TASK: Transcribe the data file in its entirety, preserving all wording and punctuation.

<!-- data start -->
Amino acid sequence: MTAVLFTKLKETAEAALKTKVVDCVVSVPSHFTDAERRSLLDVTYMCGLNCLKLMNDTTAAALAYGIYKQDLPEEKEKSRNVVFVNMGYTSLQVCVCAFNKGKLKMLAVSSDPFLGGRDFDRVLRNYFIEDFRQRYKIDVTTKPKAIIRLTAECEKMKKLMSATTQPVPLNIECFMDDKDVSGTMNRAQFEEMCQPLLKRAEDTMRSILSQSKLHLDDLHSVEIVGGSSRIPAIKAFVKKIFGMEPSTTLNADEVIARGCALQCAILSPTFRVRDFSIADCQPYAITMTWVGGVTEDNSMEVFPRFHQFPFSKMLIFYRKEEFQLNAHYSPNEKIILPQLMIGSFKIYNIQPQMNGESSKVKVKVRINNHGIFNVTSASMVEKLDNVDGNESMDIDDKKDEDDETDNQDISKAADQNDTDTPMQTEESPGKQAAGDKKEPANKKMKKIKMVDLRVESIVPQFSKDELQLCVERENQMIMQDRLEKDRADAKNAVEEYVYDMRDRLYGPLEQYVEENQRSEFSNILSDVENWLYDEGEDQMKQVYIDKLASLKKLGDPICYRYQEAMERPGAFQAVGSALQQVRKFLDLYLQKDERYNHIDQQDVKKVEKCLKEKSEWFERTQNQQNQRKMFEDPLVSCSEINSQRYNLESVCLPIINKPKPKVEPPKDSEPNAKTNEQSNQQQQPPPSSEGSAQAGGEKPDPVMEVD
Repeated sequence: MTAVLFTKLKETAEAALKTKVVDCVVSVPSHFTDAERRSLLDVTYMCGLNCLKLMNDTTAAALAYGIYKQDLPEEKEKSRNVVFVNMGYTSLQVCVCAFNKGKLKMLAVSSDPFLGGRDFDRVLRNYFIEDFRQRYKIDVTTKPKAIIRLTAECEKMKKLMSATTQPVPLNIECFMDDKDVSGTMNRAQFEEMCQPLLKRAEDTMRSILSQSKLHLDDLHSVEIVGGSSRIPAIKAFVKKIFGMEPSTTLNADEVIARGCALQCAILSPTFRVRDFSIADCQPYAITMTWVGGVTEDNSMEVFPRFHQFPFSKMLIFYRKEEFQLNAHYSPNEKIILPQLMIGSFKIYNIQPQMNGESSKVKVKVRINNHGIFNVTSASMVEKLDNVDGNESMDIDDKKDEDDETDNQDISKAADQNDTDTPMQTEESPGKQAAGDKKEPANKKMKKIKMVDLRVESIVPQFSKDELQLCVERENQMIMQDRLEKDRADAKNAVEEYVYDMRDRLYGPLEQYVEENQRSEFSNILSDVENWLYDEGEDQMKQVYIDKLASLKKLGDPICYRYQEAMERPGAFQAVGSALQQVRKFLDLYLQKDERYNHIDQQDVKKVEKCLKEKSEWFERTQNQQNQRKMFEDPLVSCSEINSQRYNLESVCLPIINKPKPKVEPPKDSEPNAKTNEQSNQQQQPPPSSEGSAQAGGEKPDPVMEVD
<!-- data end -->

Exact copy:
Amino acid sequence: MTAVLFTKLKETAEAALKTKVVDCVVSVPSHFTDAERRSLLDVTYMCGLNCLKLMNDTTAAALAYGIYKQDLPEEKEKSRNVVFVNMGYTSLQVCVCAFNKGKLKMLAVSSDPFLGGRDFDRVLRNYFIEDFRQRYKIDVTTKPKAIIRLTAECEKMKKLMSATTQPVPLNIECFMDDKDVSGTMNRAQFEEMCQPLLKRAEDTMRSILSQSKLHLDDLHSVEIVGGSSRIPAIKAFVKKIFGMEPSTTLNADEVIARGCALQCAILSPTFRVRDFSIADCQPYAITMTWVGGVTEDNSMEVFPRFHQFPFSKMLIFYRKEEFQLNAHYSPNEKIILPQLMIGSFKIYNIQPQMNGESSKVKVKVRINNHGIFNVTSASMVEKLDNVDGNESMDIDDKKDEDDETDNQDISKAADQNDTDTPMQTEESPGKQAAGDKKEPANKKMKKIKMVDLRVESIVPQFSKDELQLCVERENQMIMQDRLEKDRADAKNAVEEYVYDMRDRLYGPLEQYVEENQRSEFSNILSDVENWLYDEGEDQMKQVYIDKLASLKKLGDPICYRYQEAMERPGAFQAVGSALQQVRKFLDLYLQKDERYNHIDQQDVKKVEKCLKEKSEWFERTQNQQNQRKMFEDPLVSCSEINSQRYNLESVCLPIINKPKPKVEPPKDSEPNAKTNEQSNQQQQPPPSSEGSAQAGGEKPDPVMEVD
Repeated sequence: MTAVLFTKLKETAEAALKTKVVDCVVSVPSHFTDAERRSLLDVTYMCGLNCLKLMNDTTAAALAYGIYKQDLPEEKEKSRNVVFVNMGYTSLQVCVCAFNKGKLKMLAVSSDPFLGGRDFDRVLRNYFIEDFRQRYKIDVTTKPKAIIRLTAECEKMKKLMSATTQPVPLNIECFMDDKDVSGTMNRAQFEEMCQPLLKRAEDTMRSILSQSKLHLDDLHSVEIVGGSSRIPAIKAFVKKIFGMEPSTTLNADEVIARGCALQCAILSPTFRVRDFSIADCQPYAITMTWVGGVTEDNSMEVFPRFHQFPFSKMLIFYRKEEFQLNAHYSPNEKIILPQLMIGSFKIYNIQPQMNGESSKVKVKVRINNHGIFNVTSASMVEKLDNVDGNESMDIDDKKDEDDETDNQDISKAADQNDTDTPMQTEESPGKQAAGDKKEPANKKMKKIKMVDLRVESIVPQFSKDELQLCVERENQMIMQDRLEKDRADAKNAVEEYVYDMRDRLYGPLEQYVEENQRSEFSNILSDVENWLYDEGEDQMKQVYIDKLASLKKLGDPICYRYQEAMERPGAFQAVGSALQQVRKFLDLYLQKDERYNHIDQQDVKKVEKCLKEKSEWFERTQNQQNQRKMFEDPLVSCSEINSQRYNLESVCLPIINKPKPKVEPPKDSEPNAKTNEQSNQQQQPPPSSEGSAQAGGEKPDPVMEVD